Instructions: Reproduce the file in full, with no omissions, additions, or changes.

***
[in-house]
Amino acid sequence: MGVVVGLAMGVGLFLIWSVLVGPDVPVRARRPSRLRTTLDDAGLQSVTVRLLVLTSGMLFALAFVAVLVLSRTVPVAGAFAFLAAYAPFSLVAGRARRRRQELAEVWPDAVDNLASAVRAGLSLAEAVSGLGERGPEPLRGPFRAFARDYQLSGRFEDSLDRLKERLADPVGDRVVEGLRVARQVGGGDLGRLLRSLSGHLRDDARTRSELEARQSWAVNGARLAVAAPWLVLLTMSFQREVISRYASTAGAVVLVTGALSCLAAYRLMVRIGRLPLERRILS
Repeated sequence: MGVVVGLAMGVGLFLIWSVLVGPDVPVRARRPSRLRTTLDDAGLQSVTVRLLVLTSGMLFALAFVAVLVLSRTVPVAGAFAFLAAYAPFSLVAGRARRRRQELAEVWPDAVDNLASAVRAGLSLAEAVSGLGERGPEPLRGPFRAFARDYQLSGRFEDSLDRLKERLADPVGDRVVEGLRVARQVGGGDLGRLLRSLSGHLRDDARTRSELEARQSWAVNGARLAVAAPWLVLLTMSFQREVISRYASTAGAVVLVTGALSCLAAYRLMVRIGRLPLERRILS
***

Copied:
[in-house]
Amino acid sequence: MGVVVGLAMGVGLFLIWSVLVGPDVPVRARRPSRLRTTLDDAGLQSVTVRLLVLTSGMLFALAFVAVLVLSRTVPVAGAFAFLAAYAPFSLVAGRARRRRQELAEVWPDAVDNLASAVRAGLSLAEAVSGLGERGPEPLRGPFRAFARDYQLSGRFEDSLDRLKERLADPVGDRVVEGLRVARQVGGGDLGRLLRSLSGHLRDDARTRSELEARQSWAVNGARLAVAAPWLVLLTMSFQREVISRYASTAGAVVLVTGALSCLAAYRLMVRIGRLPLERRILS
Repeated sequence: MGVVVGLAMGVGLFLIWSVLVGPDVPVRARRPSRLRTTLDDAGLQSVTVRLLVLTSGMLFALAFVAVLVLSRTVPVAGAFAFLAAYAPFSLVAGRARRRRQELAEVWPDAVDNLASAVRAGLSLAEAVSGLGERGPEPLRGPFRAFARDYQLSGRFEDSLDRLKERLADPVGDRVVEGLRVARQVGGGDLGRLLRSLSGHLRDDARTRSELEARQSWAVNGARLAVAAPWLVLLTMSFQREVISRYASTAGAVVLVTGALSCLAAYRLMVRIGRLPLERRILS